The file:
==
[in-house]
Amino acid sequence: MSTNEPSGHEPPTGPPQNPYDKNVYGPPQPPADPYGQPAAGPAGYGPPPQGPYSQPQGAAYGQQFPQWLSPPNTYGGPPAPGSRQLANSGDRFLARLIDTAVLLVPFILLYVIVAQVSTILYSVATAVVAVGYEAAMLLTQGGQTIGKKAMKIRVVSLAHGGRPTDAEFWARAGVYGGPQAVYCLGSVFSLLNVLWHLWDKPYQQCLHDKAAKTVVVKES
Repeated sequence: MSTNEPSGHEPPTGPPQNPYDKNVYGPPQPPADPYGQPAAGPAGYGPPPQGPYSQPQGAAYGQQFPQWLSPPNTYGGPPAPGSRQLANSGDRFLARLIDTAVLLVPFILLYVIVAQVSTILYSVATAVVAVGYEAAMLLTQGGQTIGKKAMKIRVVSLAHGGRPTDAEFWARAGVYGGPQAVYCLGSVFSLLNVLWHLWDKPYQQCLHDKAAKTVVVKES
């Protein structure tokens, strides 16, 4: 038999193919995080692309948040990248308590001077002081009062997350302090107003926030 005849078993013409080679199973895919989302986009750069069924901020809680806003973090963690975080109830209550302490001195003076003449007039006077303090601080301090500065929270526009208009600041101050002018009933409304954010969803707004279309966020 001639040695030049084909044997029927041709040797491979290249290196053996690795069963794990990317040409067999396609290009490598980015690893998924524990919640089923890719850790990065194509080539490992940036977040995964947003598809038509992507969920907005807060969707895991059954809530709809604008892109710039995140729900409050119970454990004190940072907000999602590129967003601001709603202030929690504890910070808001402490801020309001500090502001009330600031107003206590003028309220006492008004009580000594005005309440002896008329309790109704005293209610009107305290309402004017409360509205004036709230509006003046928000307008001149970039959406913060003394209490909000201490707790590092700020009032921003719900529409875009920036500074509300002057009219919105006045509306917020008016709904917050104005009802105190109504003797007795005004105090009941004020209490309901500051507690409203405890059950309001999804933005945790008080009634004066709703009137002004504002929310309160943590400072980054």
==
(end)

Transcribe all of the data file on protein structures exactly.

[in-house]
Amino acid sequence: MSTNEPSGHEPPTGPPQNPYDKNVYGPPQPPADPYGQPAAGPAGYGPPPQGPYSQPQGAAYGQQFPQWLSPPNTYGGPPAPGSRQLANSGDRFLARLIDTAVLLVPFILLYVIVAQVSTILYSVATAVVAVGYEAAMLLTQGGQTIGKKAMKIRVVSLAHGGRPTDAEFWARAGVYGGPQAVYCLGSVFSLLNVLWHLWDKPYQQCLHDKAAKTVVVKES
Repeated sequence: MSTNEPSGHEPPTGPPQNPYDKNVYGPPQPPADPYGQPAAGPAGYGPPPQGPYSQPQGAAYGQQFPQWLSPPNTYGGPPAPGSRQLANSGDRFLARLIDTAVLLVPFILLYVIVAQVSTILYSVATAVVAVGYEAAMLLTQGGQTIGKKAMKIRVVSLAHGGRPTDAEFWARAGVYGGPQAVYCLGSVFSLLNVLWHLWDKPYQQCLHDKAAKTVVVKES
């Protein structure tokens, strides 16, 4: 038999193919995080692309948040990248308590001077002081009062997350302090107003926030 005849078993013409080679199973895919989302986009750069069924901020809680806003973090963690975080109830209550302490001195003076003449007039006077303090601080301090500065929270526009208009600041101050002018009933409304954010969803707004279309966020 001639040695030049084909044997029927041709040797491979290249290196053996690795069963794990990317040409067999396609290009490598980015690893998924524990919640089923890719850790990065194509080539490992940036977040995964947003598809038509992507969920907005807060969707895991059954809530709809604008892109710039995140729900409050119970454990004190940072907000999602590129967003601001709603202030929690504890910070808001402490801020309001500090502001009330600031107003206590003028309220006492008004009580000594005005309440002896008329309790109704005293209610009107305290309402004017409360509205004036709230509006003046928000307008001149970039959406913060003394209490909000201490707790590092700020009032921003719900529409875009920036500074509300002057009219919105006045509306917020008016709904917050104005009802105190109504003797007795005004105090009941004020209490309901500051507690409203405890059950309001999804933005945790008080009634004066709703009137002004504002929310309160943590400072980054």